The Horizon: A History of Our Infinite Longing

An attempt to write a 'great book' in the old style is ambitious but misguided, says Robert Eaglestone

July 14, 2011

What are the contemporary types of academic book? We are familiar with the detailed monograph (British Naval Shipyard Inventories 1855-1874), the best-seller (Everything You Wanted to Know about Jane Austen But Were too Afraid to Ask!) and the career-spanning magnum opus (Charles Taylor's A Secular Age lies, only three-quarters read, I'm ashamed to say, on my bedside table).

But Didier Maleuvre also remembers, and is inspired by, the stately books of a bygone age with "sonorous titles like 'Man's Place in the Cosmos'".

These books - at which, he writes, today's graduate students smirk - seem to pre-date our modern taxonomy of monograph, popular work and magnum opus, and yet somehow partake of all three. They seem to come from a different age of academic wisdom, authority and intellectual ambition. And, so inspired, Maleuvre has chosen to write a "retro" book. But I'm sad to say it is an example of why "retro" is no longer cool - if it ever was. Reading The Horizon is like going from The Wire to an episode of Dixon of Dock Green.

Perhaps the most important element in this "retro" experiment is the range. Maleuvre covers the whole of "the West" (that is, the ancient Middle East, Europe and then America) over 4,000 years. He packages it into six ages (archaic, philosophical, theological, scientific, subjective and finally the mathematical age), each subdivided into dated and titled chapters ("Permanence: Egypt, 2500 BCE"; "Trembling: Hippo, 410"; "Flatness: Murnau, Bavaria, 1908").

Of course he admits that no one could be an expert in all these areas and says he is following a sort of Walter Benjamin-style illumination of an instant, a circumstance, in each case. Except he doesn't. Each chapter - and they read more like ruminations or even sermons - wanders around, picking up ideas that vaguely match the overall theme, and then deserts them. This is not for one moment to decry this project's intellectual ambition, nor to argue that it could not be done in some way, but it is to point out that this book hasn't succeeded on its own terms.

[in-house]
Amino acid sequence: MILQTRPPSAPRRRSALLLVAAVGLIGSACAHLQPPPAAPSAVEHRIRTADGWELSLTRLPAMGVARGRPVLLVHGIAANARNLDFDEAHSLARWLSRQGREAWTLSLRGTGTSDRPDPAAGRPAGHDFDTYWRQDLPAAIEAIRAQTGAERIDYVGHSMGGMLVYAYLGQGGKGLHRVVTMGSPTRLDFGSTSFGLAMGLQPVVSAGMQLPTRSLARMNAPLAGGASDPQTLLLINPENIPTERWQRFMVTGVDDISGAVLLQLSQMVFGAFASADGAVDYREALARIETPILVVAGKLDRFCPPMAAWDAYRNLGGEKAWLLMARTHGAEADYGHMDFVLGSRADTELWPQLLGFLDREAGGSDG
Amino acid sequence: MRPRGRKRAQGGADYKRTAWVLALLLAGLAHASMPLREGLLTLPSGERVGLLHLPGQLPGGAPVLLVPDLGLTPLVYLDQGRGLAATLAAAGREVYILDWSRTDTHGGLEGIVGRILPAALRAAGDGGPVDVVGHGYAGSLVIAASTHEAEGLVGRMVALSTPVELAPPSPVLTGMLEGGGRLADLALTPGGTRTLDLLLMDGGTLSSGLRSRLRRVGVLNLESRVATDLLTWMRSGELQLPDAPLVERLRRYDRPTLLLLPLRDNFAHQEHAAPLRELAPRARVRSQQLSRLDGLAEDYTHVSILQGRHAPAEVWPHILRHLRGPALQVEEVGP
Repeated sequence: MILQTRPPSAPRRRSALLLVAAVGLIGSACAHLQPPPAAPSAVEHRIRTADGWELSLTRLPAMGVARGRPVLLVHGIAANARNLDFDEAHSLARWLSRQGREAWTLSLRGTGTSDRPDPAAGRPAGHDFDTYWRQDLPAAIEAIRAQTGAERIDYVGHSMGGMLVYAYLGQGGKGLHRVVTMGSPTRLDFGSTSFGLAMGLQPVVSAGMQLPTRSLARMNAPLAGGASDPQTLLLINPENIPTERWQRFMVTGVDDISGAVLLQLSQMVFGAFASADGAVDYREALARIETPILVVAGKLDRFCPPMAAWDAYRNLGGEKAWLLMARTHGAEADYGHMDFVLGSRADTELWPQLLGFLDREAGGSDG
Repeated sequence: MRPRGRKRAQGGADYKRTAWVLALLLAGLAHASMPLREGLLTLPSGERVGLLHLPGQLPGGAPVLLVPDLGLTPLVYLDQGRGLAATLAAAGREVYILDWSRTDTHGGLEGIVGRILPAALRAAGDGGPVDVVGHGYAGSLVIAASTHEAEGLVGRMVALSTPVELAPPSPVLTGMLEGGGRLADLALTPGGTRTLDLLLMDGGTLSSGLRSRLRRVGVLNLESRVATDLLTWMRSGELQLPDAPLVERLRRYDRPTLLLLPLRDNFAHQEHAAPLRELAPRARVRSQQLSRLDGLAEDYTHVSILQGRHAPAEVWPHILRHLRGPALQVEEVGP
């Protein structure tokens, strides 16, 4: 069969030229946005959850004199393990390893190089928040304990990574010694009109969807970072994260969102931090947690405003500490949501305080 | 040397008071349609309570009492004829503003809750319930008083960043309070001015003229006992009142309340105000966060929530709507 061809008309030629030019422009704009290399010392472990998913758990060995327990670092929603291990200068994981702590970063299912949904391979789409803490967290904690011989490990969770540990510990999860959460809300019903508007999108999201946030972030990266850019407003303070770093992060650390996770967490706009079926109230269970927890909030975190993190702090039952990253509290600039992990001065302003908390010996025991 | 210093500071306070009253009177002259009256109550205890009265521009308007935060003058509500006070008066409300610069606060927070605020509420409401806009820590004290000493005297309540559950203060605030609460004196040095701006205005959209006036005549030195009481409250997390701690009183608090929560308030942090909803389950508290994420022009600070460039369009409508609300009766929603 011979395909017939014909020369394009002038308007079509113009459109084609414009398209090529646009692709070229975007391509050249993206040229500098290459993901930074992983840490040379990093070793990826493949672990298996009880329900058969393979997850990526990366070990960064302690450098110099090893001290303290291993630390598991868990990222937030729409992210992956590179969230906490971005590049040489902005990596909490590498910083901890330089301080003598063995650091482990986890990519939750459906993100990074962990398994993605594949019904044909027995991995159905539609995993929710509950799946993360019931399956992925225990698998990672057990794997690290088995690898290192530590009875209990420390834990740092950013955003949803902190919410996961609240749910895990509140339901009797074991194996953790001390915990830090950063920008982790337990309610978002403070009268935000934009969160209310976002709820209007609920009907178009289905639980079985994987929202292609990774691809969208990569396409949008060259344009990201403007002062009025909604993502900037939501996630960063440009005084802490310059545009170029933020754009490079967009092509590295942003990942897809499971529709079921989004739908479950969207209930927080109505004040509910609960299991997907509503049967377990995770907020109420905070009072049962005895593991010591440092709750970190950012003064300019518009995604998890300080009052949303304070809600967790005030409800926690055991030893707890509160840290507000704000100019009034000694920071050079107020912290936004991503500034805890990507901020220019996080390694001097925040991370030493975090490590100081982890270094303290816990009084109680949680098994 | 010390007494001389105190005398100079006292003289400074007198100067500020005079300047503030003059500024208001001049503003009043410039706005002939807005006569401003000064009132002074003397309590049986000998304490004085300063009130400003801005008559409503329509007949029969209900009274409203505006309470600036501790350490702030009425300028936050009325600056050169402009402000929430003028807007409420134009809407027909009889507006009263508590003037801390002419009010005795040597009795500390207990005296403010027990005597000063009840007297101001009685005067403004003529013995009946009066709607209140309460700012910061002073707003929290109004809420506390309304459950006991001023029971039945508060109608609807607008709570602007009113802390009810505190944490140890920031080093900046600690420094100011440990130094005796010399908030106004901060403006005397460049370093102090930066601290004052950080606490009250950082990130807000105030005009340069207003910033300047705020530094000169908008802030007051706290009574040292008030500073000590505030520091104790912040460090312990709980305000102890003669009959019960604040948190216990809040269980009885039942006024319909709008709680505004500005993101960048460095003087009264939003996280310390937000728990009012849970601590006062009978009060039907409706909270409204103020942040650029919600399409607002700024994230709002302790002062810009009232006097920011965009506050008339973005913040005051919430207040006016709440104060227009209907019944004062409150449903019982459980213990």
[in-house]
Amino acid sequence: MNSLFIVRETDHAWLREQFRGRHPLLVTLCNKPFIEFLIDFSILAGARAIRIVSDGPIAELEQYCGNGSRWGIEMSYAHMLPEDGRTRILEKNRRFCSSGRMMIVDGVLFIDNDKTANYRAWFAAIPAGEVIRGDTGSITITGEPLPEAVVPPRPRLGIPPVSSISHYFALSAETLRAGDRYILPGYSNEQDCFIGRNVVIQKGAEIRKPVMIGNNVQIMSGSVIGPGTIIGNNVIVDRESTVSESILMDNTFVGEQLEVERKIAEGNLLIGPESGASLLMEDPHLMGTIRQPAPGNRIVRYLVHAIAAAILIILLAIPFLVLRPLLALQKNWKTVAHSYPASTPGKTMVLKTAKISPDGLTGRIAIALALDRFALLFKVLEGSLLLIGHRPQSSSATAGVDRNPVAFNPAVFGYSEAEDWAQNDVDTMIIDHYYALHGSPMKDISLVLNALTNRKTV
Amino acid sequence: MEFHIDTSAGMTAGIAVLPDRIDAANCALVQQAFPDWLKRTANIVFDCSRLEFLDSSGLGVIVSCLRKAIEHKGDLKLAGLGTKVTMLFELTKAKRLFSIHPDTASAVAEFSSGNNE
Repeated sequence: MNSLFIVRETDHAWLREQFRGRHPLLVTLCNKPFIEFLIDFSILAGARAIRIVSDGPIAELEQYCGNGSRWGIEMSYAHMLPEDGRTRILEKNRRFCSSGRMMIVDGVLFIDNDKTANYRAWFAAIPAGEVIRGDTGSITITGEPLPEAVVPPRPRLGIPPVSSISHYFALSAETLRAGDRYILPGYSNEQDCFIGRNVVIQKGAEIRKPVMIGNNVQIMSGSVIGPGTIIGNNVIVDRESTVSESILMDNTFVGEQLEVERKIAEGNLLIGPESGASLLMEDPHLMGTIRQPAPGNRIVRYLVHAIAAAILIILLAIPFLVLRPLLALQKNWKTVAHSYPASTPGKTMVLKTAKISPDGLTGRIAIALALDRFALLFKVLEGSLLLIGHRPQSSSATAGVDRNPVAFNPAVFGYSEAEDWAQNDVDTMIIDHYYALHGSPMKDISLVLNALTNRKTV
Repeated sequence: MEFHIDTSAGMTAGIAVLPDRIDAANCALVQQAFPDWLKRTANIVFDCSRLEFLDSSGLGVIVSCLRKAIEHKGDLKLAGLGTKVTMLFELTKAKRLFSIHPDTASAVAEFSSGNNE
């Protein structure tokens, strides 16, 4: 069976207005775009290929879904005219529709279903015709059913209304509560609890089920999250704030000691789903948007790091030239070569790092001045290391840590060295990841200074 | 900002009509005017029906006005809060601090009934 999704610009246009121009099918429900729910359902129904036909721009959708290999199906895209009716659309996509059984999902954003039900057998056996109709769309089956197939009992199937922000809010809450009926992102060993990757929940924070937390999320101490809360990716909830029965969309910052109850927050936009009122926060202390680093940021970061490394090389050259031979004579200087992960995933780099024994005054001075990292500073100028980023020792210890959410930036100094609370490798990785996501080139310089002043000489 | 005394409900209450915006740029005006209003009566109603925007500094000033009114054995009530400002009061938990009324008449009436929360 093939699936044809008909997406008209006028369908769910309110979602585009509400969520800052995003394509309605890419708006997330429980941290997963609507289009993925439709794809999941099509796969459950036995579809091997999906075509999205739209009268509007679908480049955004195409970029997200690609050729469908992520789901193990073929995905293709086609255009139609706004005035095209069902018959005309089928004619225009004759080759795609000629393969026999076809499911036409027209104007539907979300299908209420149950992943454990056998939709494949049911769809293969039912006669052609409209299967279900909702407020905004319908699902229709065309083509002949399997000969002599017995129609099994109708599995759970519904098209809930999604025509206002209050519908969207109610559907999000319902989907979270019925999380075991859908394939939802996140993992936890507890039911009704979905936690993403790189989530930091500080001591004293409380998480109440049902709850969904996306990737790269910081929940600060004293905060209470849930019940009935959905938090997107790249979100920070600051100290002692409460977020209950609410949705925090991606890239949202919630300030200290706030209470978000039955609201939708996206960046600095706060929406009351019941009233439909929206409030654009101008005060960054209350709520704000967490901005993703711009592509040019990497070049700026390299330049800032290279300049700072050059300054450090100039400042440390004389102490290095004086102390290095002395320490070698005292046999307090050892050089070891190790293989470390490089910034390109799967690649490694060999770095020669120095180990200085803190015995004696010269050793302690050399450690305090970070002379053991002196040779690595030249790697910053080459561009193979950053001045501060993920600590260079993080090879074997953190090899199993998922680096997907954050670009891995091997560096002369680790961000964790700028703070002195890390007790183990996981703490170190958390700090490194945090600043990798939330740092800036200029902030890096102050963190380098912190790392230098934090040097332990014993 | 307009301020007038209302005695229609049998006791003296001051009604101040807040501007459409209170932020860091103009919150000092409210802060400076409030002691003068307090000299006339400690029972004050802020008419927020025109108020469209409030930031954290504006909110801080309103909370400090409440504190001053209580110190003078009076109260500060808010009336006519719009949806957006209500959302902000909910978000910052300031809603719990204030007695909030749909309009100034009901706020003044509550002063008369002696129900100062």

However, if the chronological range is huge, the textual range is much smaller. The book really refers only to the "great books" view of the West, with a few added paintings and great cultural works. Just as one might wait for the Kennedy assassination episode to arrive in Mad Men, so one expects, say, St Augustine's Confessions, and, yes, here it is, bang on schedule. And here's Holderlin. And now Beckett. It is a very traditional canon, very Judaeo-Christian. Again, this isn't in itself a bad thing (except where, in places, this tradition goes proxy for all humanity) but it does illustrate the limits of the vision.

The problem of being "retro" also emerges in the book's tone. It's full - and I mean, packed to the brim - of unargued and enormous assertions. Sometimes these sound like the things one imagines professors in the 1950s would say to bobby-soxers and square-jawed campus men: this is "the most famous gesture in the history of Western Art"; or "the Christian self has no definite shape". Sometimes these sound like simplistic placeholders for the popular reader: the "drawback of the philosophical cast of mind is that it overlooks the tangible rarities of individual beings" (really? Is it?). And sometimes they just sound silly.

One is allowed to make generalisations, of course, and to draw big (here, the biggest) pictures. But there need to be strategies in place to enable this to happen seriously. For example, there might be a real sense of narrative that drives across the huge period and geographical range. Or there might be a more genuinely Benjaminian way of writing, focusing in great detail on one tiny aspect. Or, if one is far outside one's area of expertise, one treads more carefully, asserts less, and draws on the expertise of others.

All forms of academic books have their flaws (although their flaws are certainly also our flaws as readers). We find the detailed monograph too detailed and it misses the big picture; the popular book paints with too broad a brush; the magnum opus needs time (Charles Taylor's A Secular Age lies unread, etc). But the reason that no one writes books "like they used to", with the cosmos-spanning titles that so encouraged Maleuvre, is because today they don't work (or, to be scrupulous, they rarely work). That illusion, of knowledge, of intellectual ambition, of linking everything is - almost always - precisely that, an illusion. This is surely the lesson of "retro", if we stop for a movement to look: that it never was really like that.

The Horizon: A History of Our Infinite Longing

By Didier Maleuvre

University of California Press

392pp, £20.95

ISBN 9780520267435

Published 15 February 2011

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